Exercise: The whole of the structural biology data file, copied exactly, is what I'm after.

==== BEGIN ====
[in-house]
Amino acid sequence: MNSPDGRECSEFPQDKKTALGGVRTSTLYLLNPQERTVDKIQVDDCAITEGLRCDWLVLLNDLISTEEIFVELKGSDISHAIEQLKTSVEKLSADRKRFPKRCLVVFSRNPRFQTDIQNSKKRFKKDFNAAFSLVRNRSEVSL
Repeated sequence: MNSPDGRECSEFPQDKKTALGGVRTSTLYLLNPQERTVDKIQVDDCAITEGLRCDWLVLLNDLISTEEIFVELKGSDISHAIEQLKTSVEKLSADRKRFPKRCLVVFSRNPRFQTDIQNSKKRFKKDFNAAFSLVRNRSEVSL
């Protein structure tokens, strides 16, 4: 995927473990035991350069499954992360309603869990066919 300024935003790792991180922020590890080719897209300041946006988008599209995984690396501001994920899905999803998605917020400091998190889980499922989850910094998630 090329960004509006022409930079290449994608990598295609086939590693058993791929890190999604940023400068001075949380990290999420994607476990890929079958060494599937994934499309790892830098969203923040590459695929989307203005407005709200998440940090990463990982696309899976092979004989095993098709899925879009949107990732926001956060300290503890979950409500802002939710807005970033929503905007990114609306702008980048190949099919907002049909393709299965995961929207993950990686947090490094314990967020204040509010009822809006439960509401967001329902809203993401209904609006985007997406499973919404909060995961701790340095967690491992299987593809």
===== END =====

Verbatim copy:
[in-house]
Amino acid sequence: MNSPDGRECSEFPQDKKTALGGVRTSTLYLLNPQERTVDKIQVDDCAITEGLRCDWLVLLNDLISTEEIFVELKGSDISHAIEQLKTSVEKLSADRKRFPKRCLVVFSRNPRFQTDIQNSKKRFKKDFNAAFSLVRNRSEVSL
Repeated sequence: MNSPDGRECSEFPQDKKTALGGVRTSTLYLLNPQERTVDKIQVDDCAITEGLRCDWLVLLNDLISTEEIFVELKGSDISHAIEQLKTSVEKLSADRKRFPKRCLVVFSRNPRFQTDIQNSKKRFKKDFNAAFSLVRNRSEVSL
């Protein structure tokens, strides 16, 4: 995927473990035991350069499954992360309603869990066919 300024935003790792991180922020590890080719897209300041946006988008599209995984690396501001994920899905999803998605917020400091998190889980499922989850910094998630 090329960004509006022409930079290449994608990598295609086939590693058993791929890190999604940023400068001075949380990290999420994607476990890929079958060494599937994934499309790892830098969203923040590459695929989307203005407005709200998440940090990463990982696309899976092979004989095993098709899925879009949107990732926001956060300290503890979950409500802002939710807005970033929503905007990114609306702008980048190949099919907002049909393709299965995961929207993950990686947090490094314990967020204040509010009822809006439960509401967001329902809203993401209904609006985007997406499973919404909060995961701790340095967690491992299987593809």